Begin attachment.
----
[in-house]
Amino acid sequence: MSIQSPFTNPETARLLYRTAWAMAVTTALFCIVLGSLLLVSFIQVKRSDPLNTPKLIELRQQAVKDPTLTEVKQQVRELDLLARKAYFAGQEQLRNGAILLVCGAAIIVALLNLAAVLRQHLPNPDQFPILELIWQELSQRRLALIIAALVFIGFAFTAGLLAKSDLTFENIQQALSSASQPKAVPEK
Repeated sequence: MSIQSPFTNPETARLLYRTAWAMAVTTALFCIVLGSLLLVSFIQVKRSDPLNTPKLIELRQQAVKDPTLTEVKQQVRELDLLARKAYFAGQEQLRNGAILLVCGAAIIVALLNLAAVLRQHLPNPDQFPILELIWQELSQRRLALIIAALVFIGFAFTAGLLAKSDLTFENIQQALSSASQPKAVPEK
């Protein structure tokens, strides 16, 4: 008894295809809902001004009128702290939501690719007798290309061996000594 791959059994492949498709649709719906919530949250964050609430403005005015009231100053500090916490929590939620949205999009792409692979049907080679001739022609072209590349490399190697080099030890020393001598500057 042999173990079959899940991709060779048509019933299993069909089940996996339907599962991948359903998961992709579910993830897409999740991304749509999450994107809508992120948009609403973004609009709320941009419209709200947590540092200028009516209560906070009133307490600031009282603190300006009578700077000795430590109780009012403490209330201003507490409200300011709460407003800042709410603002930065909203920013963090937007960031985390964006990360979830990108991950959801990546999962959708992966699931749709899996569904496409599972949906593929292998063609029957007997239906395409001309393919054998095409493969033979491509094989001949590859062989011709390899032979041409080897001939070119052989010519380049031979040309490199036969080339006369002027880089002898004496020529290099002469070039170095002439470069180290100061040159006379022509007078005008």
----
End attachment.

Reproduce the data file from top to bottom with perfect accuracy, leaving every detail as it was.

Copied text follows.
[in-house]
Amino acid sequence: MSIQSPFTNPETARLLYRTAWAMAVTTALFCIVLGSLLLVSFIQVKRSDPLNTPKLIELRQQAVKDPTLTEVKQQVRELDLLARKAYFAGQEQLRNGAILLVCGAAIIVALLNLAAVLRQHLPNPDQFPILELIWQELSQRRLALIIAALVFIGFAFTAGLLAKSDLTFENIQQALSSASQPKAVPEK
Repeated sequence: MSIQSPFTNPETARLLYRTAWAMAVTTALFCIVLGSLLLVSFIQVKRSDPLNTPKLIELRQQAVKDPTLTEVKQQVRELDLLARKAYFAGQEQLRNGAILLVCGAAIIVALLNLAAVLRQHLPNPDQFPILELIWQELSQRRLALIIAALVFIGFAFTAGLLAKSDLTFENIQQALSSASQPKAVPEK
């Protein structure tokens, strides 16, 4: 008894295809809902001004009128702290939501690719007798290309061996000594 791959059994492949498709649709719906919530949250964050609430403005005015009231100053500090916490929590939620949205999009792409692979049907080679001739022609072209590349490399190697080099030890020393001598500057 042999173990079959899940991709060779048509019933299993069909089940996996339907599962991948359903998961992709579910993830897409999740991304749509999450994107809508992120948009609403973004609009709320941009419209709200947590540092200028009516209560906070009133307490600031009282603190300006009578700077000795430590109780009012403490209330201003507490409200300011709460407003800042709410603002930065909203920013963090937007960031985390964006990360979830990108991950959801990546999962959708992966699931749709899996569904496409599972949906593929292998063609029957007997239906395409001309393919054998095409493969033979491509094989001949590859062989011709390899032979041409080897001939070119052989010519380049031979040309490199036969080339006369002027880089002898004496020529290099002469070039170095002439470069180290100061040159006379022509007078005008």